12:04PM | 04/27/09
Member Since: 04/26/09
1 lifetime posts
I have a 3-gang box, and I'm interested in combining 2 of the existing single-pole light switches in the box into 1 switch (that controls both lights simultaneously). My reason for doing this is because I want to install an in-wall timer (such as this:,

and I want the timer to control both lights simultaneously (same on and off times). I'd rather not have to purchase 2 timers, and the box itself does not have room for 2 bulky timers anyways.

My thoughts are to pigtail 2 wires from each switch together, and connect each combined pair to the timer, as in the attached diagram (wire colours are only used to identify wires in the diagram). The result would the 2 switches replaced by 1 timer and 1 blank in the box. Does this make sense, and are there any caveats or things I should watch out for?

doug seibert

06:52PM | 04/27/09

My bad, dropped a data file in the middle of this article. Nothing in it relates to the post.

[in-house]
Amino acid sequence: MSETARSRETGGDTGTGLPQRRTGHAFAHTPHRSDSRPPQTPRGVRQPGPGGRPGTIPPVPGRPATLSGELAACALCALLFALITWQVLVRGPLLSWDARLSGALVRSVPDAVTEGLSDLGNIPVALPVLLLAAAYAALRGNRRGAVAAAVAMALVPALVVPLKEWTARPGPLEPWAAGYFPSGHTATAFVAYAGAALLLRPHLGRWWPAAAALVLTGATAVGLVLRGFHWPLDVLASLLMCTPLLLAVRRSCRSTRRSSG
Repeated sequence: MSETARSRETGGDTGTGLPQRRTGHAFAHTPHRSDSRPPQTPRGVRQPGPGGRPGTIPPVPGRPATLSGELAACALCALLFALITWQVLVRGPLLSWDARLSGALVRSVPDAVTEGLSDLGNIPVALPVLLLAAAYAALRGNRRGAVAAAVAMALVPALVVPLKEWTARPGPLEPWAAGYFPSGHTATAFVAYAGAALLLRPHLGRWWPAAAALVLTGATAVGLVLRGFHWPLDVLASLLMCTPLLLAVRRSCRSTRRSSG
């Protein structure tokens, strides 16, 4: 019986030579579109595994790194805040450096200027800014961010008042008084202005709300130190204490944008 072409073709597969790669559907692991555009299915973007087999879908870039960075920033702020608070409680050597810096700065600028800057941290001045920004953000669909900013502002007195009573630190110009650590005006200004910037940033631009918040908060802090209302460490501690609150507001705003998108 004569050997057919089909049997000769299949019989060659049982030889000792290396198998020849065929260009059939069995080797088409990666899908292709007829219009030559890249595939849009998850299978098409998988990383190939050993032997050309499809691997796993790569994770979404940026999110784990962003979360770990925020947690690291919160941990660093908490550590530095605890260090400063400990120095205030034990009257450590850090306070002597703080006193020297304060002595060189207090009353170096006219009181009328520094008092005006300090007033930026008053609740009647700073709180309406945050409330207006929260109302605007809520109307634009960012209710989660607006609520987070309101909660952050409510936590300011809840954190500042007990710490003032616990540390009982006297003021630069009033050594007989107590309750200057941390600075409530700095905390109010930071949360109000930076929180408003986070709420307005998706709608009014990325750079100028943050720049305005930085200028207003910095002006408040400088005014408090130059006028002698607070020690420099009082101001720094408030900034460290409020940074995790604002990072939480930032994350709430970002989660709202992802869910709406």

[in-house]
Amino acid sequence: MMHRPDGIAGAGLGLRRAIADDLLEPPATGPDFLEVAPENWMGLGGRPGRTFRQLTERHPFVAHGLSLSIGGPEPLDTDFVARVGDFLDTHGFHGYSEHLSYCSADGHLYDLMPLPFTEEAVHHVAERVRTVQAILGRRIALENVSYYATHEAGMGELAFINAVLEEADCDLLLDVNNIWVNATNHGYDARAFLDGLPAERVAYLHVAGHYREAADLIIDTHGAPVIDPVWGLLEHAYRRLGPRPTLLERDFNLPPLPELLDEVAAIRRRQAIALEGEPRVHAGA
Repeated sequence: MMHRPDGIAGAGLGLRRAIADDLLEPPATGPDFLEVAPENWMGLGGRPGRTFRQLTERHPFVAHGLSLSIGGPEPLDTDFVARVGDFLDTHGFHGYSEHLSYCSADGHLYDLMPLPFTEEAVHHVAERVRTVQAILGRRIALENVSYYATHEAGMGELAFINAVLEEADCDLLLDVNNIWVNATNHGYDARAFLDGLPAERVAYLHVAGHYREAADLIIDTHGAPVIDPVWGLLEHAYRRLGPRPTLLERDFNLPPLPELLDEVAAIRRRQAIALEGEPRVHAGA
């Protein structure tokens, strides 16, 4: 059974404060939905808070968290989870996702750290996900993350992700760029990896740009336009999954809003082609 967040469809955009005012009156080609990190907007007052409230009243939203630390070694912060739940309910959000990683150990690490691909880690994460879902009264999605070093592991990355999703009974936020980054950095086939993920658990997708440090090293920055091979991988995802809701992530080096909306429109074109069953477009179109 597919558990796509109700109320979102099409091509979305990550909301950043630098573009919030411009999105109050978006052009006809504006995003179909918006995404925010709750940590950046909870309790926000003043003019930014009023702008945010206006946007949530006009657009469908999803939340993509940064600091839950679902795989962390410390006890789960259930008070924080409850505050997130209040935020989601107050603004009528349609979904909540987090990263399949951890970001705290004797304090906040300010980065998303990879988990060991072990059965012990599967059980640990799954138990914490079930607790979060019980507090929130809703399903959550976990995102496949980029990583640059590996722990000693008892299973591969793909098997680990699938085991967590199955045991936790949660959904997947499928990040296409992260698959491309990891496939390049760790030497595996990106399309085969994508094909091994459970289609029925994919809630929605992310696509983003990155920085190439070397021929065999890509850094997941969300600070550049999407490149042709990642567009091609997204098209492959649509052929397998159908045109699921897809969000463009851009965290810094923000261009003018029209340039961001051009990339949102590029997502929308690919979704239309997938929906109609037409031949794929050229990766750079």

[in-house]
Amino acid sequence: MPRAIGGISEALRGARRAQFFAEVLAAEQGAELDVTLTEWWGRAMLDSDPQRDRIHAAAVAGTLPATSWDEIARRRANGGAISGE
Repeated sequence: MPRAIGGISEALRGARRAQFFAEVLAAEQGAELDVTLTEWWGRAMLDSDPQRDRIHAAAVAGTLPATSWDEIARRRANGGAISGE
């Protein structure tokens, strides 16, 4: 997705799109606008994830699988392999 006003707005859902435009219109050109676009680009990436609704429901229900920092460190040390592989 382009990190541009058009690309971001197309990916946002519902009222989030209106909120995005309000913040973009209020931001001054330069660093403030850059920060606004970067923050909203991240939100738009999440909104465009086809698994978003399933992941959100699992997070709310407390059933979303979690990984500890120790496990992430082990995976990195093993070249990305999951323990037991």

Member Since: 08/10/02
842 lifetime posts
Of course the lights would need to be on the same circuit......

"......measure Once.....cut Twice....

throw that one away and cut a new one...."


02:17PM | 04/28/09
Member Since: 01/09/07
197 lifetime posts
The 2 incoming wires to the switches should probably NOT be connected together, unless they both go back to the same breaker in the panel.

If they go to different breakers, they may be on different phases -- you will find that out soon enough, because there will be 240V between them, and the breakers will blow immediately once you power this on. Even if they are on the same phase, you will still have 2 different breakers feeding power to this timer switch. That is a possibly dangerous situation, because you need to turn off BOTH breakers to kill power to this. Someone could think it is safe to work on this, when it is still powered from the other breaker.

Either verify that both incoming power wires come from the same breaker, or choose one to use and deadend the other with a wire nut.


04:54AM | 05/03/09
Member Since: 03/30/09
4 lifetime posts
What you're trying to do can be done. How you do it depends on what you have. It may help to simplify it and only use one of the power wires instead of both for the reasons given in the previous replies.

I've found Intermatic in-wall timers to have a high failure rate, so good luck with that.


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